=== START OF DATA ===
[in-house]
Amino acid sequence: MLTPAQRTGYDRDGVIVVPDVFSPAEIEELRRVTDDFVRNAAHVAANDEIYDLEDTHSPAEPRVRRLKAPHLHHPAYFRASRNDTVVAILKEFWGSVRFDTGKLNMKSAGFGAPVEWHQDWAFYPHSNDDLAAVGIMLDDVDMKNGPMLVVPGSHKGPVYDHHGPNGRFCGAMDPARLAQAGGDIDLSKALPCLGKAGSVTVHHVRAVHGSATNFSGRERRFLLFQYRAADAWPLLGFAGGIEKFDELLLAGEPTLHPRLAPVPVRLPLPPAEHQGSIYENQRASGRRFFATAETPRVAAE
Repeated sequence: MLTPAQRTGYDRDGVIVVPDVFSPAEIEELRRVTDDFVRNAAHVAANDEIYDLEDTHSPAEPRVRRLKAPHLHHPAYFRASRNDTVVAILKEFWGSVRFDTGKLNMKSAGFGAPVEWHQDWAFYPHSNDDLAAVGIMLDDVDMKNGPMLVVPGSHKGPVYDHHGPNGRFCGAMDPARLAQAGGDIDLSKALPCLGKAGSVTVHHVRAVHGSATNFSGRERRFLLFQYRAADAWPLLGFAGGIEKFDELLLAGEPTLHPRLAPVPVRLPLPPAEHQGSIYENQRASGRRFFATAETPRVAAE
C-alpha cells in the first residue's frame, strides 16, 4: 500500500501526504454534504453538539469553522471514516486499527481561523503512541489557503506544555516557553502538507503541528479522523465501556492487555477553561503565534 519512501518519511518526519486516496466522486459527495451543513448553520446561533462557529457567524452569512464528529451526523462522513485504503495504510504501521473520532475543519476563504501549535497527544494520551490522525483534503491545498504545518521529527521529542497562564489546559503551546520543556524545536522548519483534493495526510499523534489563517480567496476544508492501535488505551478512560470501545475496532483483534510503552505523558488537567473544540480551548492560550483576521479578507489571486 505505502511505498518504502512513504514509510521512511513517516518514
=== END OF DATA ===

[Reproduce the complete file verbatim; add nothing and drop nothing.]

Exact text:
[in-house]
Amino acid sequence: MLTPAQRTGYDRDGVIVVPDVFSPAEIEELRRVTDDFVRNAAHVAANDEIYDLEDTHSPAEPRVRRLKAPHLHHPAYFRASRNDTVVAILKEFWGSVRFDTGKLNMKSAGFGAPVEWHQDWAFYPHSNDDLAAVGIMLDDVDMKNGPMLVVPGSHKGPVYDHHGPNGRFCGAMDPARLAQAGGDIDLSKALPCLGKAGSVTVHHVRAVHGSATNFSGRERRFLLFQYRAADAWPLLGFAGGIEKFDELLLAGEPTLHPRLAPVPVRLPLPPAEHQGSIYENQRASGRRFFATAETPRVAAE
Repeated sequence: MLTPAQRTGYDRDGVIVVPDVFSPAEIEELRRVTDDFVRNAAHVAANDEIYDLEDTHSPAEPRVRRLKAPHLHHPAYFRASRNDTVVAILKEFWGSVRFDTGKLNMKSAGFGAPVEWHQDWAFYPHSNDDLAAVGIMLDDVDMKNGPMLVVPGSHKGPVYDHHGPNGRFCGAMDPARLAQAGGDIDLSKALPCLGKAGSVTVHHVRAVHGSATNFSGRERRFLLFQYRAADAWPLLGFAGGIEKFDELLLAGEPTLHPRLAPVPVRLPLPPAEHQGSIYENQRASGRRFFATAETPRVAAE
C-alpha cells in the first residue's frame, strides 16, 4: 500500500501526504454534504453538539469553522471514516486499527481561523503512541489557503506544555516557553502538507503541528479522523465501556492487555477553561503565534 519512501518519511518526519486516496466522486459527495451543513448553520446561533462557529457567524452569512464528529451526523462522513485504503495504510504501521473520532475543519476563504501549535497527544494520551490522525483534503491545498504545518521529527521529542497562564489546559503551546520543556524545536522548519483534493495526510499523534489563517480567496476544508492501535488505551478512560470501545475496532483483534510503552505523558488537567473544540480551548492560550483576521479578507489571486 505505502511505498518504502512513504514509510521512511513517516518514